(news & commentary)
In Japan today Nikon announced a Special Edition of the Nikon Df camera: the Gold Edition. The new version is apparently “to celebrate the one year anniversary” of the Df, and only 1600 units will be produced.
I’m sure you’re thinking I’m going to go all ballistic on Nikon for once again succumbing to the color fad that Pentax seems enamored of, but I’m going to surprise you and go another way: this is Nikon’s way of admitting the obvious. The Df is far more a collector’s camera than a shooter’s camera.
First, what’s different? Uh, any silver on the original all-black model—and some white, like the Nikon logo—is now trimmed in gold. That includes the Df marking, the neck strap lugs, the rims of most buttons, the shutter release, and even the battery compartment door lock (gold on plastic, yeah that’s classy). You can also get a number of “gold” accessories for the new model (soft shutter release, strap, and 50mm f/1.8G lens, all with gold trim), which will be released in December at a price of 334,800 yen (full kit). If you’re in Japan, you can also get the Front Command dial engraved with your name in gold (or silver). Interestingly, there’s a March 31, 2015 date limit on doing that.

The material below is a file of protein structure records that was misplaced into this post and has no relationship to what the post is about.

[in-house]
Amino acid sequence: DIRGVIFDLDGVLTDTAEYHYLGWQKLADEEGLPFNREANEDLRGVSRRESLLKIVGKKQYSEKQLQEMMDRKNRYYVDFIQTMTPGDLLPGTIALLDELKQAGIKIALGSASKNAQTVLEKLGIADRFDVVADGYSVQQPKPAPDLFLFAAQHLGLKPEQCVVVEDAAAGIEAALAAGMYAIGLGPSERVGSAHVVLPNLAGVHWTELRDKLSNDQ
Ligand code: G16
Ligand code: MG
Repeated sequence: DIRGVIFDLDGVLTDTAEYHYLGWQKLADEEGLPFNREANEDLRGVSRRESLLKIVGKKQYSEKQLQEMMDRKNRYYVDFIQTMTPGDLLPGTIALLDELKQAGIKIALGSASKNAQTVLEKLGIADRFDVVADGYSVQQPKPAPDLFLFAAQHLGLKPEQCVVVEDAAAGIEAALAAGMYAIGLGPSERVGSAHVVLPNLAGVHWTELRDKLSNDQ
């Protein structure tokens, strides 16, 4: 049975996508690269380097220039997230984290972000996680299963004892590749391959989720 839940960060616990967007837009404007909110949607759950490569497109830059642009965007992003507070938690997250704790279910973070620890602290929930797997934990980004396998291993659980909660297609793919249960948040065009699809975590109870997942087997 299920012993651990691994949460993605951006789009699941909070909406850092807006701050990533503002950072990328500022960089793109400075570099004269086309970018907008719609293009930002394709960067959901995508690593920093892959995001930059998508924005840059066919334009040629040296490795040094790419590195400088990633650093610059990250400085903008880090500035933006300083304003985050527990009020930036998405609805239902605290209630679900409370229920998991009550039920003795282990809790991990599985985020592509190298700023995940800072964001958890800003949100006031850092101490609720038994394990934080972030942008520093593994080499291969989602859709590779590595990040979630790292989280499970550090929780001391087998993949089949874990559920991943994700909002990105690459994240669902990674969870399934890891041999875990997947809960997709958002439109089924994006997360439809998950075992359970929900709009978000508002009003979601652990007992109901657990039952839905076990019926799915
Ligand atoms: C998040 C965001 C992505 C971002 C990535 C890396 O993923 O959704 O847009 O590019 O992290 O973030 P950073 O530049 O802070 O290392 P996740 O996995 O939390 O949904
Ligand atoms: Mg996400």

If you’re into bling and have some available shelf space, perhaps a trip to Tokyo is in your future, as the camera will only be sold in Japan, apparently. As for practicality, there is none. Indeed, there’s probably negative practicality, as walking around with such a camera while shooting is just likely to attract the attention of thieves (I can hardly wait for the first photo showing someone putting black tape over the Nikon logo on the prism ;~).
In other words, nothing to see here, move along.